The pasty fails to live up to any standard. But don't tell Michiganders from the Upper Pensisula that. To be honest thought, are you shocked? We aren't. This is Michigan, after all, who takes pride in having lead-filled water and a large portion of their state looking uncomfortably geographically suggestive on U.S. maps. The problem is that this little half moons are seasoned with nothing other than salt and pepper. Can we get some garnishings with that?
Minnesota -- Hotdish
Meet the "everything but the kitchen sink that you're still able to save from mold" casserole where you literally dump everything together in a dish and bake it. Could this get more Midwestern? (I sure hope not). The hotdish usually contains a starch and meat (usually ground beef) which is mixed together with canned soup. The canned soup of choice is usually cream of mushroom. I must admit, Minnesota, it would be hard to beat this one. Minnesota has a lot of pride for this dish and they often serve it at family gatherings like reunions, potlucks and church suppers.
The hotdish originated back to when farm wives needed to feed their families and congregations in the basements of the first Minnesota churches. Seeing as though the hotdish is filling and easy to make, it was the perfect (disgusting) solution. Minnesotans enjoy pairing the dish with potato salad, coleslaw, and Jello salad. I bet you're just dying to get an invite now to a Minnesota family gathering. And if you thought for a second otherwise, there's even a Minnesota Congressional Hot Dish Competition!
Mississippi -- Koolickle
Have you ever wished that your pickles were red? If your answer is yes, what kind of sick person are you? Or you must be from Mississippi... Because down south in Mississippi, they created the Koolickle. What a clever name for a pickle soaking in Kool-Aid. Do we need to expand on this more? Ok, good.
Apparently, this is actually a big thing in Mississippi. But let's be honest, the South is basically a different country where they do things in their own, very weird, way. Is this the pickle that opened the Ninth Seal? It looks like you can't dispose of it without the help of an old priest and a young priest. *sigh* Mississippi.
Missouri -- St. Louis Pizza
The St. Louis pizza is basically made like this- 1. Take a Ritz cracker 2. Top it with sweet tomato sauce 3. Cover with St. Louis staple Provel cheese aka plastic pretending its cheese. 4. Throw it to the trash (I wouldn't even give it to the dogs). And don't forget to cut the pizza into squares because how can you fold a cracker? Then you're done. Apparently, St. Louisans are actually proud of this concoction, but you won't find anybody other than Mudcats appreciate St. Louis' pizza.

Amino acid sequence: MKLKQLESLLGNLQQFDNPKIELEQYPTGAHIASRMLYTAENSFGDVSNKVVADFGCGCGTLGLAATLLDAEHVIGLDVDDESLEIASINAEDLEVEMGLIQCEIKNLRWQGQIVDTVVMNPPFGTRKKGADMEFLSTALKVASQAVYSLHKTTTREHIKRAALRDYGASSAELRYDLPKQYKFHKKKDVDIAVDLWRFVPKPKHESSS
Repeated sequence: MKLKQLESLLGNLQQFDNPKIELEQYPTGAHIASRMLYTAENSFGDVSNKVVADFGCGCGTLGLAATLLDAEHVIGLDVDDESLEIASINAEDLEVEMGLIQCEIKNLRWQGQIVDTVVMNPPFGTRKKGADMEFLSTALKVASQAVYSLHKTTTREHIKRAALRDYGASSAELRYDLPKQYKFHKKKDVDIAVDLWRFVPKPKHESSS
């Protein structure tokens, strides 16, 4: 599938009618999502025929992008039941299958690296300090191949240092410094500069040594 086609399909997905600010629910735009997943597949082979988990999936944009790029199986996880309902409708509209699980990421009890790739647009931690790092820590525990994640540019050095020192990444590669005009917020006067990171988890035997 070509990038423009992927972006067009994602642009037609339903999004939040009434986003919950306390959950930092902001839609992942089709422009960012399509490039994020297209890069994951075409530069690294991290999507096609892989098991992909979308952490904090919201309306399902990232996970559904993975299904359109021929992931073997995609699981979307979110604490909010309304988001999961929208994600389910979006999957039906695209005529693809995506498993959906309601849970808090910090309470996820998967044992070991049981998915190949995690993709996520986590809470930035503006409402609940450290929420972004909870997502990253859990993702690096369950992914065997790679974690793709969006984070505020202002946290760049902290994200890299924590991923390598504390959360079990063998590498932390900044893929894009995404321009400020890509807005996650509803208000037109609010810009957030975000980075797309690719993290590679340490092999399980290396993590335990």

While many of us others like to think of a good juicy steak as a delicacy, some of us others think that this crap is a delicacy. They'll brag about this dish of theirs and their other regional delicacy- deep fried ravioli. Of course, gooey butter cake deserves a mention here but at least that stuff doesn't give us nightmares from the Great Depression.
Montana -- Pemmican
Montana is underrated for its beauty, there is zero denying of that. But its culinary scene has little to be proud of. Take the pemmican which is described by Wikipedia as "a concentrated mixture of fat and protein used as a nutritious food." Props to you Montana for giving us the least appetizing food ever.
Pemmican was basically created as a nutrient rich snack for fur traders and European explorers. That's kind of cool and I'm totally into history. But times are a-changin people!!! Why would you still eat this?
Nebraska -- Hot Beef Sundae
I don't know about you, but I prefer to just eat an ice cream sundae. Nebraska's hot beef sundae is created like this- you take a pile of mashed potatoes, you throw some beef and gravy on it, and there you have it, the disgusting dish is ready. READY TO BE THROWN IN THE TRASH. It's not that this dish is so horrible, but it's quite disturbing that people eat it as a dessert food. Don't let anybody try and tell you to commit such a crime.
These sorts of foods have become popular across America at state fairs, but in Nebraska, it's particularly popular and they jumped aboard the hot sundae train quite early on. I understand why it's called a sundae, considering that the mashed potatoes are the ice cream, the roast beef is the chocolate, and it's topped with some gravy which represents the caramel and of course, it's topped with a tomato, AKA a cherry. I'm sure the taste isn't terrible, but it can cause quite the deception.
Nevada -- Buffets
Here's another thing on our list that shows everything that's wrong with America. Nevada doesn't have much of a regional dish, so we're going to have to go with this. What other unique foods are people eating in Nevada? Their retirement savings? Clearly nobody goes to Vegas for a healthy getaway. In fact, people don't go there much for the food as they do for the shows and parties.
So, what's the best way to satisfy a bunch of drunk people together? Of course, legendary all-you-can-eat buffets. And best yet- when you're in Vegas, anything goes. The caviar is next to the noodle salad which is next to the mashed potatoes. It doesn't really matter. Because everything that happens in Vegas, say it with me now, STAYS IN VEGAS!
New Hampshire -- Boiled Dinner
There is nothing worse than boiled anything. Boiled ham, boiled cabbage, vegetables, you name it and it's gross. And when they're all boiled together and thrown on a plate, things get pretty ugly.
If there was a competition for the worst things that Anglican heritage has disposed upon America (and New England in Particular) the winner would for sure be their tendency to boil everything.
New Jersey -- Bread Rolls
Who doesn't love a bread roll with some butter? America surely does, as they are served alongside a meal at almost every single diner, not that anybody needs those extra calories anyways. Bread roles also aren't distinctive to New Jersey, although people from this state like to insist that they are.